On theorizing how pathogen transfer occurs, Dr. Abbott, says, “While a bed bug doesn't inject its mouthparts into the host to suck blood as does a mosquito, its mandibles act like a pair of sharp forceps, piercing and tearing the skin, so the potential exists for surface bacteria to enter through the bite wound.”
Fighting Back With Heat
The NLML study examined the efficacy of high temperature heat applied to buildings for reducing levels of viable bacteria in indoor environments. Employing both laboratory and field data, results demonstrated this heat process as an effective modality for killing microbial pathogens carried by bed bugs.
“In one case, we subjected some adult specimens and one nymph to a temperature of 122ºF for four hours,” describes Abbott. “All the bed bugs were dead following the heat treatment. More importantly, no bacteria were isolated from the heat treated specimens.”
Chemicals are less effective in addressing any bacteria bed bugs may be carrying.
“We already know that bacteria can develop a resistance to antibiotics, which is why methicillin-resistant staph is such a lethal threat within healthcare facilities,” explains Abbott. “As a result, chemical solutions cannot guarantee eradication of a bed bug and its associated bacteria. On the other hand, bacteria can't mount a resistance to heat. When properly applied, which includes filtration, heat kills both bed bugs and most resident pathogens.” William's Recovery …and A Preventitive Solution
After recovering from his trip to the ER, Sandy Williams resolved to protect his family and others from a similar occurrence.
“The infection progressed so rapidly that it scared me,” says Williams. “I'm grateful that it was me and not my wife or children that became infected. I wanted a way to fight back, to protect my family and others from the possibility of this happening again.”
Williams, who co-owns Expert Dry with his father John, a structural drying company serving the Florida Gulf Coast, discovered that a unique structural pasteurization process his company had used to “dry out” commercial buildings for years and to handle associated environmental issues caused by water damage was also extremely effective in killing bed bugs, their eggs, and any pathogens they carry.
If structural pasteurization sounds familiar, it is an application of the principles that Louis Pasteur used to reduce microbiological caused food spoilage – most famously milk – in the mid-1800s, but applied to building structures.
Structural pasteurization is an engineered process in which high temperatures up to 150ºF are introduced for several hours to a structure or part of a structure to reduce bioorganisms to acceptable levels without damage to the structure.
The heat from structural pasteurization penetrates deep into a structures cracks and crevices to kill bed bugs and their eggs where they are hiding. Pesticides, in contrast, are typically not effective on bed bug eggs, so multiple treatments are often required. While pesticides may kill the live bed bug, they often need to be applied again once the egg has developed, increasing occupants' exposure to chemicals and chemical residue.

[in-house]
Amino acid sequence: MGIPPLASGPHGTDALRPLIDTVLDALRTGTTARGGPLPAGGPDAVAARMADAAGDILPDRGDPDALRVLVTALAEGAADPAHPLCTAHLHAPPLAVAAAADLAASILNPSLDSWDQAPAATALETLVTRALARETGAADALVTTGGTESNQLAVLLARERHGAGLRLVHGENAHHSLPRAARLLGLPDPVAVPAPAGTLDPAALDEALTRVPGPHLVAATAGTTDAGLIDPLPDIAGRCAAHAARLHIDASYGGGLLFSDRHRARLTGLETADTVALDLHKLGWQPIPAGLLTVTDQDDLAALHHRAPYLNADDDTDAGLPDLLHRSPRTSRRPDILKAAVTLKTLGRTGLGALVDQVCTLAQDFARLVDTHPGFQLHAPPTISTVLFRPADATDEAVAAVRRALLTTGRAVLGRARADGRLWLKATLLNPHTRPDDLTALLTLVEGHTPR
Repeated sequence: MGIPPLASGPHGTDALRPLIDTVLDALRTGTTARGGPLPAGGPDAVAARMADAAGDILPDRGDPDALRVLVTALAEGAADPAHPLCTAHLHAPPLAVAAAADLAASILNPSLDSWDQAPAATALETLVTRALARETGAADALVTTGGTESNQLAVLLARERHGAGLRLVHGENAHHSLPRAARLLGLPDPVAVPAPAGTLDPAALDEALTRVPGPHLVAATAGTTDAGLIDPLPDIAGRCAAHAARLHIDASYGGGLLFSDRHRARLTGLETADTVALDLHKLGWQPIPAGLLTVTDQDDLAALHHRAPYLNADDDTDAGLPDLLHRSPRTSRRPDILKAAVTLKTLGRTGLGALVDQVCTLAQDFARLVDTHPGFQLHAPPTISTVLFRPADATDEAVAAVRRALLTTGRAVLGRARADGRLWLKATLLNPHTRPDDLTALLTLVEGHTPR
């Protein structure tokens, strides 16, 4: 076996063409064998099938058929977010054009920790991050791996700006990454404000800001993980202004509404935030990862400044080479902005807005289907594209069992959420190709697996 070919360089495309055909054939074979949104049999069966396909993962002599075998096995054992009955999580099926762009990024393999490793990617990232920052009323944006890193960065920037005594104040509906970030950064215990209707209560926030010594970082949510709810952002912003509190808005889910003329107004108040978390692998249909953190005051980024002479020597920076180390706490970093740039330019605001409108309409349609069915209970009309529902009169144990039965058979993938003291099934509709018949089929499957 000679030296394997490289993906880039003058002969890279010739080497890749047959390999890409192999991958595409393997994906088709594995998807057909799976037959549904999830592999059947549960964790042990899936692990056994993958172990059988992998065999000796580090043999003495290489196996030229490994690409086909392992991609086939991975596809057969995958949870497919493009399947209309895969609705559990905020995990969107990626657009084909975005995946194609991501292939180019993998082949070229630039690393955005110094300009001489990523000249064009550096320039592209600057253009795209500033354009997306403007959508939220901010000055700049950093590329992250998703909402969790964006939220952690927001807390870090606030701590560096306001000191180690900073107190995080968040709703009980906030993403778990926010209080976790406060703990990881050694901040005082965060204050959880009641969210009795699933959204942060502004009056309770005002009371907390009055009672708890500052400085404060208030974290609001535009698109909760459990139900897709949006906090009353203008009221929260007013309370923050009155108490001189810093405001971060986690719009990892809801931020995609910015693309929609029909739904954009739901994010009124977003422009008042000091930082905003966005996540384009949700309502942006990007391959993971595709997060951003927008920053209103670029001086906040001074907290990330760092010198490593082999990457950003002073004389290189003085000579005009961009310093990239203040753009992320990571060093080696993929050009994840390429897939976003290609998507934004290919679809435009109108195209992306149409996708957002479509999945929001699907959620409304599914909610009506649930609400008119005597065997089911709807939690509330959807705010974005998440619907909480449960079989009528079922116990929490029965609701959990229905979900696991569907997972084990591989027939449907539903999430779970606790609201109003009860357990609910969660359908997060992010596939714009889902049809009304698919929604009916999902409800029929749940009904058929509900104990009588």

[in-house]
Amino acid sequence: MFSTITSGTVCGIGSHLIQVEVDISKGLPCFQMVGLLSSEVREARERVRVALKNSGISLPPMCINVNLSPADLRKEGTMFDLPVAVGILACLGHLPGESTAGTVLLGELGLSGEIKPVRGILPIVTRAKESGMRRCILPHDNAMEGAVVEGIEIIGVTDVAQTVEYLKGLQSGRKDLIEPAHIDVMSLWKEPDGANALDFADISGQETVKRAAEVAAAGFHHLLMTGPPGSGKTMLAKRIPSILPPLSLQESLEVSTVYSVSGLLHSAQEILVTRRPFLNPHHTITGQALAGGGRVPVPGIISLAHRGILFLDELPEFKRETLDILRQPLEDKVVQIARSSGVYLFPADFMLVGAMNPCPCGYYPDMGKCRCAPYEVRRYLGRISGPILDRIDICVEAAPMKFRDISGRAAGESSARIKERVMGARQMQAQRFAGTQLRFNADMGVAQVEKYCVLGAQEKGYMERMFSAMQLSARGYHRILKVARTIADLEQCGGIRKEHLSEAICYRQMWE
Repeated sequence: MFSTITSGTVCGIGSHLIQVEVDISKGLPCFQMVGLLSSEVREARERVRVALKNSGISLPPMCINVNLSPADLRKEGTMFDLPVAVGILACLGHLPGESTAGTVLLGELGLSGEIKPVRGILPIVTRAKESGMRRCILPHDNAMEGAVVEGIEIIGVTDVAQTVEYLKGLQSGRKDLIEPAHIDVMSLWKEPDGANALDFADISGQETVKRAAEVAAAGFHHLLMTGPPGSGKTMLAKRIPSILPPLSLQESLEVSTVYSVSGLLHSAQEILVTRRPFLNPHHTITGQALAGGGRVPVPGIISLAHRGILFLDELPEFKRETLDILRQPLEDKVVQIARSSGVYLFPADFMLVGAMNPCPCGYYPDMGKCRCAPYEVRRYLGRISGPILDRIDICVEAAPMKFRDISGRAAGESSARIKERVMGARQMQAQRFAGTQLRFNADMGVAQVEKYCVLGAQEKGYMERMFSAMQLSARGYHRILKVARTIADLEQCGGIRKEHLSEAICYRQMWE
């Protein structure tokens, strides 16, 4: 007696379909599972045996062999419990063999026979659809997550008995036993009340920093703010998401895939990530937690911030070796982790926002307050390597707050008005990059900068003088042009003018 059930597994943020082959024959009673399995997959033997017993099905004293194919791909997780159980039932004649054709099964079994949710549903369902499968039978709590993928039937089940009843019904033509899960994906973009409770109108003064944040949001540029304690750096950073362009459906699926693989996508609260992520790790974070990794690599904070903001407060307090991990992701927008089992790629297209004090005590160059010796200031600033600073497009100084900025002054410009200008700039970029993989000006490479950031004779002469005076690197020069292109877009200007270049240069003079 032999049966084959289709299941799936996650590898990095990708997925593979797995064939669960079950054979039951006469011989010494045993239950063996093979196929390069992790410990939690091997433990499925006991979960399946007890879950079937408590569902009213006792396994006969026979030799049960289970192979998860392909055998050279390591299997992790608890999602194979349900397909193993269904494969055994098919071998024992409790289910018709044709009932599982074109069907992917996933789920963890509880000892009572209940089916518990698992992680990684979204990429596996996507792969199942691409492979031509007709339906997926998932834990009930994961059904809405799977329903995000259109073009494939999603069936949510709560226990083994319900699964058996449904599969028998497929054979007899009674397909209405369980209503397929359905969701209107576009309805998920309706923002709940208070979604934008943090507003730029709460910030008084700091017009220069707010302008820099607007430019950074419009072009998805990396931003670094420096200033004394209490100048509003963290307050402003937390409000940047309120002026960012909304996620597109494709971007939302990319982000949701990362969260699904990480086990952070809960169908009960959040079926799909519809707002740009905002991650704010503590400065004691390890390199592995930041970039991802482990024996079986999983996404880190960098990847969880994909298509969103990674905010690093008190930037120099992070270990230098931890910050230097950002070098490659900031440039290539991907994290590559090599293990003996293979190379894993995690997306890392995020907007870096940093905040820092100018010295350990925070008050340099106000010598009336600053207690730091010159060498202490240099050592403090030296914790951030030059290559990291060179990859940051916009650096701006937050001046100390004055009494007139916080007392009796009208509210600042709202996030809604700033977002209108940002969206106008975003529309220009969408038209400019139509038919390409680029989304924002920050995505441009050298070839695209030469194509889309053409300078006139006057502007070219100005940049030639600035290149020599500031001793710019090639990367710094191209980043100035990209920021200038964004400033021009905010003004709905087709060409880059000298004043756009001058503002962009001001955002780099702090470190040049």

Since many bed bugs do not stay just on bedding, the heat treatment's penetration into structural spaces is particularly important. The heat effectively destroys the insects and their eggs. Since heat can achieve lethal levels inside mattresses, pillows, wall voids, books and all contents of a given room or structure, the home, hotel or property owner doesn't need to completely remove and replace all the furnishings, drapes, carpets or mattresses.
Structural pasteurization, it should be noted, is not just a matter of applying heat to a structure. HEPA filtration plays a critical role in the treatment process by eliminating airborne contaminants that already exist, or that are stirred up during the convective heat process.
The combination of heat application with HEPA filtration – known as ThermaPureHeat® – was co-invented and commercialized by David Hedman, a Stanford educated inventor and is delivered by licensed contractors throughout the United States and Canada.
“We take precautions such as using filtration because it drastically inhibits cross-contamination of the structure,” says Hedman, President of ThermaPureHeat. “We don't have to worry about blowing bed bug parts, eggs, spores and bacteria into other parts of the building or into adjacent structures.”
A Safe Solution To Indoor Health Threats Structural pasteurization is not only effective for bed bugs, but also for destroying active mold growth sites, bacteria, viruses, protozoa, insects, and other heat-sensitive pests and organisms. Formaldehyde, VOCs, and second-hand smoke are among other indoor irritants that can be addressed with heat.
Although the evidence from this is circumstantial, Williams, for one, is a believer and has recently licensed with ThermaPureHeat to add pest control, including bed bugs, to his company's repertoire.
“When a family trip can turn into a trip to the ER so quickly as a result of bed bugs, it's time to definitively eliminate them in as safe a manner as possible,” says Williams. “I want to be a part of that, so no other families have to go through what mine has gone through.”